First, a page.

Home Inspection 101

A little insight into home inspections.

You've located your next home. You love the neighborhood. Everything seems perfect.

But if you and your real estate agent are ready to submit an offer, take time to invest in another professional opinion.

Let a licensed home inspector also give a thumbs up. The move could save you some major headaches before you buy.

If purchasing a HUD, REO (real estate-owned) or bank-foreclosed home, an inspection may have already been performed. Ask the selling agent for a copy of the results.

If scheduling an inspection, know that they must be done within a certain amount of time per the real estate contract. Also, be sure the utilities are on so that all mechanicals may be tested.

Why Use a Home Inspector?
  • They may uncover an electical wiring problem that could be a fire hazard.
  • They may identify a code violation.

  • They will note problem areas focusing on asbestos, radon, methane, radiation, lead, mold and fungi or pests.

Benefits to the Buyer
  • May provide a chance to renegotiate.

  • May present an opportunity to opt out of purchase.

  • May reveal more about your new home.

Benefits to the Seller
  • May identify potential impediments to the sale.

Questions When Choosing a Home Inspector

  • What's your level of experience?
    • Ideally, you want someone with a home-building background who's been in the business for 15 years. Also, check if he's continuing his education so you'll know he's keeping up with the latest industry standards and practices.

  • How many inspections do you perform annually?
    • A full-time inspector performs about 250 inspections a year.

  • Do you have references?

    • If friends and family can't offer a home inspector, check reputations among the Kudzu reviews.

  • Do they carry Errors & Omissions insurance?

    • To err is human, but make sure any forgiveness doesn't cost you. This policy pays you for any problem the inspector didn't detect or omitted.

  • How long will the inspection take?

    • Depending on the size of the property, a thorough inspection should take between 2-to-5 hours. Try to schedule inspections early in the day.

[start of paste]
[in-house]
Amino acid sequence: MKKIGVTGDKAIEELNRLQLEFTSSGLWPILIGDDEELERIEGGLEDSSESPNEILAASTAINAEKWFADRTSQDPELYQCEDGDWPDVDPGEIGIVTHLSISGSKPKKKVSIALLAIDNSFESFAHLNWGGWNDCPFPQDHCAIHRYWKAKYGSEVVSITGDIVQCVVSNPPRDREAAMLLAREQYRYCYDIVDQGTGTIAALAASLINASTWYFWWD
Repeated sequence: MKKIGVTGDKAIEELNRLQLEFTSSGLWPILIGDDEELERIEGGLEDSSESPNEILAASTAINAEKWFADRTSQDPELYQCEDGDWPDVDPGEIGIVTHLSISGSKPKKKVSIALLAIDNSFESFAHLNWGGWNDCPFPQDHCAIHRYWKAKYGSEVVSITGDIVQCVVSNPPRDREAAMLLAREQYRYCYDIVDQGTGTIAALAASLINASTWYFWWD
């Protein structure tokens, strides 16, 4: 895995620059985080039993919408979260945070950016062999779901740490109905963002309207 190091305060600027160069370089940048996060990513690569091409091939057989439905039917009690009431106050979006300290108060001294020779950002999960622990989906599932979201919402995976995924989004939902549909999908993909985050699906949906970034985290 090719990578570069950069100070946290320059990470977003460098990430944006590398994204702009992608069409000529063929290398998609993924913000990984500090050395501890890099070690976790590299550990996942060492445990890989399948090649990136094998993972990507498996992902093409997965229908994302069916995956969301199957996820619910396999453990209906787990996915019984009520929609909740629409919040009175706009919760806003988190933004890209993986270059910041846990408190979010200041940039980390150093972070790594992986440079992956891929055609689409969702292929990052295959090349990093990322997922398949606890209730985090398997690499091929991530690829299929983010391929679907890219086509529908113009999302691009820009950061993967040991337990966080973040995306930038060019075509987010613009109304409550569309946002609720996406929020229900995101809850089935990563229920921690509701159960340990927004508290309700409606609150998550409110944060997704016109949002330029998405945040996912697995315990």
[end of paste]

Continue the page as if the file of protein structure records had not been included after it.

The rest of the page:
• May I attend the inspection?

    • If refused, find another inspector. Taking this informed tour with an expert is a great way to get acquainted with your new home. But know he'll be climbing in the attic and crawling under the house. It is best if you don't crawl around in those areas.

  • What type of report will I receive?

    • Most inspectors will provide a copy on-site. A more thorough computer-generated report is usually emailed within 24 hours. Avoid simple checklist reports. The more information you receive the better. Many provide the report in a binder.

    What to Expect
    • A home inspector should follow the standards and practices set forth by The American Society of Home Inspectors and/or the National Association of Home Inspectors. Although these standards vary somewhat, they cover what a home inspector is required to inspect and what areas are exempt from a normal visual inspection. If you don't see the limitations of the visual inspection, ask if there were any.

    • A written report should include the following:

        Overview: Detailed picture of house, itemizing major components and their condition.
        Maintenance items: Listing of items requiring normal upkeep.
        Major Repairs: Listing of defects with potential to create significant additional expenses in the near term.

    • Inspections range from $225 to $500.

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